The audio learner, usually prefer reading in groups, so it may help the child if some of their peers are invited over sometimes.
Predominantly auditory learners would prefer audiobooks and should be given the option of listening to audiobooks and other audio resources to enhance learning. This can be as effective as textbooks as a learning tool.
Teachers should sometimes provide topics for their students to discuss, and the students are allowed to lead the discussion. Auditory learners will naturally lead these discussions, and it creates a learning atmosphere for them to display, master and develop their capabilities.
Having speeches in class is another way auditory learners can learn and develop themselves. Also, a structured debate will also aid learning for the predominant auditory learner
In this digital era, teachers can provide students with recordings of the teaching session for them to listen to after school hours. This will serve as a form of revision and will be quite beneficial to people who are predominant auditory learners.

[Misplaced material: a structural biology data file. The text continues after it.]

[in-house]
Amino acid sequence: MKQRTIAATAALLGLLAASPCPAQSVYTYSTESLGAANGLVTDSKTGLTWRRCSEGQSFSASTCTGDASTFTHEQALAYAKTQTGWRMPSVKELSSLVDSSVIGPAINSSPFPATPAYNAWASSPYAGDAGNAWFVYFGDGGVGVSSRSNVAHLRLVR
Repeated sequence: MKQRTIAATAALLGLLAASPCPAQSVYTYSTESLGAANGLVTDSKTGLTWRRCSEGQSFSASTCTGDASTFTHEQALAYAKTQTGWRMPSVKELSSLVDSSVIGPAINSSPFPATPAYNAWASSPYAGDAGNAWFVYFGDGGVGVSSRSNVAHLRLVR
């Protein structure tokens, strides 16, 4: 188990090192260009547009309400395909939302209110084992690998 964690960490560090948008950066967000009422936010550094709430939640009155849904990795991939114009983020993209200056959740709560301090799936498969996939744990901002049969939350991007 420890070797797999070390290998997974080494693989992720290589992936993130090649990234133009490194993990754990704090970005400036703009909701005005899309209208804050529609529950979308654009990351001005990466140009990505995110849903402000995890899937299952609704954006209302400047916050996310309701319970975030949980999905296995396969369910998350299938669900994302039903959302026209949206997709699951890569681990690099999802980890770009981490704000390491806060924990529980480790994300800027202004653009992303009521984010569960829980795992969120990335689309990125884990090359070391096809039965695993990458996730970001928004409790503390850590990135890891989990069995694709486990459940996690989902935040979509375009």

Reading and writing learning style
Do you prefer to read or get the information from a book rather than have someone verbally explain it to you? If the above best describes you then you are probably a reading/writing learner.
Reading/writing learners learn best by, reading and writing. Writing their own notes, and seeing notes on the board or on MS Word is really important to their learning experience.
Reading/writing learners learn best from books, notes, journals, dictionaries, newspapers and so on.
Lesson strategies for reading/writing learners
It is important to give these groups of learners adequate time to write down detailed notes Also this category of learners will benefit from handouts highlighting pertinent or key information.